part of the annual dues of $75
per person. Non-members
may purchase tickets at $60
each for the remaining limited
seating.
For reservations or further
information, call Janet Sch-
wartz or Martha Freedberg.
Time
Running Out
Continued from Page 1
confident that Weizman,
Hurwitz and the NRP leader-
ship can be wooed into a
narrow-based Likud govern-
ment once Peres has "wasted
three weeks" in fruitless ef-
forts to form a Labor-led
administration.
There have been no indica-
tions so far from Weizman
that he is prepared to consider
either Labor's or Likud's
scenarios. Both Yahad and the
NRP, in all their public state-
ments, arc standing firm in
their demand for a unity
government. Herzog, himself,
said, when he named Peres as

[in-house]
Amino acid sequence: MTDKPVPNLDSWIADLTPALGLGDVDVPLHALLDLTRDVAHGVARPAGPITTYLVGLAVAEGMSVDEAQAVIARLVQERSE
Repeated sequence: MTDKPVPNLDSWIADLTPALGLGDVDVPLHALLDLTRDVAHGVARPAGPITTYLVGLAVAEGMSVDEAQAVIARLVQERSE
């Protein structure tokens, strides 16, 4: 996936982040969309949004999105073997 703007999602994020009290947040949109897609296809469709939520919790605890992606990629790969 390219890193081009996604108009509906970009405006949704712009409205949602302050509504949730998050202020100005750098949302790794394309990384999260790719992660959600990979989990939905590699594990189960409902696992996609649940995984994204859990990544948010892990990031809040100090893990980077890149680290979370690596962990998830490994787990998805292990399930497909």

Premier-designate, that the
nation desires a unity gov-
ernment.
MEANWHILE, Labor and
Likud negotiators were to
meet in Jerusalem for another
session of the foreign policy
working committee, following
exchanges of angry recrimina-
tions last Thursday and
Friday.
Children from Temple Beth David greet their spiritual leader,
Rabbi William Marder, and his wife, Mimi, on their return from
Israel. The children are [left to right] Kelly Landwer, Philip
Stein, Amy Stein and [front] Daniel Landwer. Rabbi Marder,
prior to his trip to Israel, took a month long sabbatical leave to
study at the Graduate Department of the Jewish Theological
Seminary of America in New York.
TEMPLE B'NAI JACOB
2177 So. Congress Avenue, W.P.B., Florida 433-5957
HIGH HOLIDAY SERVICES
Conducted by
RABBI DR. MORRIS SILBERMAN
and
CANTOR ZOLTAN FENAKEL WITH CHOIR
Rosh Hashana Sept. 27th and 28th
Yom Kippur Oct. 5th Kol Nidre
Oct. 6th Yom Kippur
SANCTUARY SEATS AVAILABLE
Tickets obtainable in Temple Office
9 to 12 weekdays or
Call Alexander Walkes 968-9393
Beth Zion Religious School
A Conservative Synagogue
Accepting Registration